Flavouring Perilla aldehyde considered a safety concern
Posted: 27 July 2015 | | 1 comment
The flavouring substance Perilla aldehyde has been shown to be genotoxic (damaging to DNA) in a new study on animals, evaluated by EFSA experts…
The flavouring substance Perilla aldehyde has been shown to be genotoxic (damaging to DNA) in a new study on animals, evaluated by European Food Safety Authority (EFSA) experts.
Under EFSA’s process for the safety assessment of food flavourings, once a substance is characterised as a genotoxin, EFSA concludes on this aspect only without taking into account consumer exposure.
In 2002, an international evaluation of Perilla aldehyde as a food flavouring found it to be “no safety concern at current levels of intake”. In 2008, the European Commission asked EFSA to re-evaluate this substance as part of the evaluation of all food flavourings authorised for use in the EU.
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The flavouring industry first submitted data for this flavouring substance in 2012 following an EFSA request. EFSA’s experts then concluded in 2013 that the substance was potentially genotoxic and requested an additional study to determine the potential effects on the liver and stomach. The new study submitted in 2014 is the focus of the current EFSA opinion, which concludes that Perilla aldehyde induces DNA damage in the liver. EFSA’s experts noted, however, some weaknesses in the historical control data (i.e. concerning the test animals not exposed to the specific substance under examination) of the laboratory that carried out this test.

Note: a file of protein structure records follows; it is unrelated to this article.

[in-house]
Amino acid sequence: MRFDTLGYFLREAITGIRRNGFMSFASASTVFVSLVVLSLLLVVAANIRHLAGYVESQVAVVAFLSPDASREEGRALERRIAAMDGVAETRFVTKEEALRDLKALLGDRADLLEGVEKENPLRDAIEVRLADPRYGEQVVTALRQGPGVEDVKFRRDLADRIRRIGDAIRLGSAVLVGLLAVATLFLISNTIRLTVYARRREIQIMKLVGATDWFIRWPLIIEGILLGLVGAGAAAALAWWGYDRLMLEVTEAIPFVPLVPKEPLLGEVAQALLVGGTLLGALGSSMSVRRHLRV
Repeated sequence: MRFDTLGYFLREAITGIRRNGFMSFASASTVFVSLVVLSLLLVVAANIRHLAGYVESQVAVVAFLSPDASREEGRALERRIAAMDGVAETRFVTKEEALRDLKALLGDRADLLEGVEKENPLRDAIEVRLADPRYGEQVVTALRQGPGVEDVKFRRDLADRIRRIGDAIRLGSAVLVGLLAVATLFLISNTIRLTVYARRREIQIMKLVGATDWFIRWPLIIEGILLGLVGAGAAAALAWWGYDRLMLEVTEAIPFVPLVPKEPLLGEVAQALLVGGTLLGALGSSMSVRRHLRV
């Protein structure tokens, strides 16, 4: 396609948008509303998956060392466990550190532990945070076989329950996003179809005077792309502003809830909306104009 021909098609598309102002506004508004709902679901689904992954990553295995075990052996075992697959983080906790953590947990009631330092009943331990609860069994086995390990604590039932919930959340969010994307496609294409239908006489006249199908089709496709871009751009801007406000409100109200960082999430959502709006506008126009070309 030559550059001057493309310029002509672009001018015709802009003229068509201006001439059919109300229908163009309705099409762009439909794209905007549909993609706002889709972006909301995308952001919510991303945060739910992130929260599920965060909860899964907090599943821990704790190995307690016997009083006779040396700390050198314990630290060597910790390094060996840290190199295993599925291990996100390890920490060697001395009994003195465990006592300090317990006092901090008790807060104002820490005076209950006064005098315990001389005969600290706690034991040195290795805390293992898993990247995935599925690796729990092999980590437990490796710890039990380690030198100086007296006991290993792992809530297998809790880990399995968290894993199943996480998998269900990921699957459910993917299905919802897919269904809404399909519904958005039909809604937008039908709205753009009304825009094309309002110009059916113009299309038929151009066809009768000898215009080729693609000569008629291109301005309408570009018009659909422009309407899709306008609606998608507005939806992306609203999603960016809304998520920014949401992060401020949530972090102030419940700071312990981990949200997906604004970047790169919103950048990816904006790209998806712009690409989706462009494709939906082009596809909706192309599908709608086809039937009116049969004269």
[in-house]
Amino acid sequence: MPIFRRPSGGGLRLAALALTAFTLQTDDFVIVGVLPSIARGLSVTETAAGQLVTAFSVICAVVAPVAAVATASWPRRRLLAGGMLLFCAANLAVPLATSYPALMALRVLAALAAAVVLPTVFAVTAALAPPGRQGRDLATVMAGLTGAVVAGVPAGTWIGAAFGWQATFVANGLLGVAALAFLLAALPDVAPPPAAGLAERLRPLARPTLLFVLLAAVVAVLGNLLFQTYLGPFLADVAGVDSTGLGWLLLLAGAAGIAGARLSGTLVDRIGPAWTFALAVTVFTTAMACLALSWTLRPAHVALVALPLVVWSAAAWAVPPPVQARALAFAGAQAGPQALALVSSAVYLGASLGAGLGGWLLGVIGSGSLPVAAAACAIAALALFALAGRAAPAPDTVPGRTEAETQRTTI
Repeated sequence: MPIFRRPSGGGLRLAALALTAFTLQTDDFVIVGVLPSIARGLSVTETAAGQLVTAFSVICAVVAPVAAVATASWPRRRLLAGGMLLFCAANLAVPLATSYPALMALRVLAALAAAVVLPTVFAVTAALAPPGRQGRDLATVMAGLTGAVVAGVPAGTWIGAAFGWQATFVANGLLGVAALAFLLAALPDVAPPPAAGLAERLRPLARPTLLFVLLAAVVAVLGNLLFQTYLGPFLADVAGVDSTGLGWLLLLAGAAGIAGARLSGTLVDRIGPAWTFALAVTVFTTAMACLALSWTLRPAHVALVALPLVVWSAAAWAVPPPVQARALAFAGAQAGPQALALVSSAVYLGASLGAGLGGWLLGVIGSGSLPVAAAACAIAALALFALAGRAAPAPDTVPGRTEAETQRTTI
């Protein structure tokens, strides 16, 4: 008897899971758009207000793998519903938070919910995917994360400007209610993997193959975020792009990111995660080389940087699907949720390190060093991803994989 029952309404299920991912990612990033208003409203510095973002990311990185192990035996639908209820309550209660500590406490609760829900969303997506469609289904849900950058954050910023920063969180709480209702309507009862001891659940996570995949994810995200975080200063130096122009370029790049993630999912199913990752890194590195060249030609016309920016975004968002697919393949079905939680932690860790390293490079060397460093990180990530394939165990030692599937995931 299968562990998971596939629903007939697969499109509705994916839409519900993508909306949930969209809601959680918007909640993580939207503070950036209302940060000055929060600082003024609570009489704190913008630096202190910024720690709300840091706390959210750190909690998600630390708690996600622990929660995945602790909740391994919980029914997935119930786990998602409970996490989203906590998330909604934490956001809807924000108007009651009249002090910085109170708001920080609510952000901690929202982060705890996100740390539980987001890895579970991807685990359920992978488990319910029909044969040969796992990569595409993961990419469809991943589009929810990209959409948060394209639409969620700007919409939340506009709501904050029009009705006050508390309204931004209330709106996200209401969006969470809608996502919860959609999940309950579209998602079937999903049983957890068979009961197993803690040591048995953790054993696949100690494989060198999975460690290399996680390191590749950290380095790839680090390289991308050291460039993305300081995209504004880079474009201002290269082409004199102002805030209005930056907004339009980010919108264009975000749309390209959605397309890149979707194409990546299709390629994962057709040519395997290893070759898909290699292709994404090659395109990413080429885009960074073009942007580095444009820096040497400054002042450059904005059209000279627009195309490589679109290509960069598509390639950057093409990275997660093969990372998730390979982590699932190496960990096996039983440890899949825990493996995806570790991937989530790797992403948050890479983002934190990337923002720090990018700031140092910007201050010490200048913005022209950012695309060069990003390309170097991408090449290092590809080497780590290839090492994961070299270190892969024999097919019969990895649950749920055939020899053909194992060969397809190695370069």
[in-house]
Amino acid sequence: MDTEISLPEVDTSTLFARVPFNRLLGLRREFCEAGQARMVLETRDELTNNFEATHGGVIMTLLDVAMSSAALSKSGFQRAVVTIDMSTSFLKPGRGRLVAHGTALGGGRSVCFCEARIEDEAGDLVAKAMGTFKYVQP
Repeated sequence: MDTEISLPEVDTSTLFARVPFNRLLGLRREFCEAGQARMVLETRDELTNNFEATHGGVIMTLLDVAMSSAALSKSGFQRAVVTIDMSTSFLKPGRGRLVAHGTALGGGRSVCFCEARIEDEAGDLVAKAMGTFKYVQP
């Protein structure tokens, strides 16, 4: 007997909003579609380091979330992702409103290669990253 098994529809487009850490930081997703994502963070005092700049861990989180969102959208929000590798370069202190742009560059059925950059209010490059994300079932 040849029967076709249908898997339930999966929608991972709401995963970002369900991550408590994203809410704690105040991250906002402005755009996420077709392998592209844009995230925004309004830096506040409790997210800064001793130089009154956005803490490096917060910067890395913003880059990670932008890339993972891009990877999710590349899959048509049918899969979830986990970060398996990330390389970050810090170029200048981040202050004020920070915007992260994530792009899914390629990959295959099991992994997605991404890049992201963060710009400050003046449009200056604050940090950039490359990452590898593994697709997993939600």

EU risk managers will decide on follow-up measures for Perilla aldehyde
Under the EU system devised to evaluate flavourings, Perilla aldehyde is also a proxy for evaluating nine other structurally similar chemicals known collectively as “alicyclic aldehydes”. EFSA’s experts, therefore, indicate there is also a potential safety concern for these other substances unless further evidence proves otherwise.
Perilla aldehyde occurs naturally in the peel of citrus fruits. It is produced in limited quantities and added to some baked foods, puddings, meat products and both alcoholic and non-alcoholic drinks to produce a pungent citrus smell and a woody, spicy, citrus taste.
EU risk managers will consider how to best use EFSA’s scientific opinion in weighing up possible follow-up measures.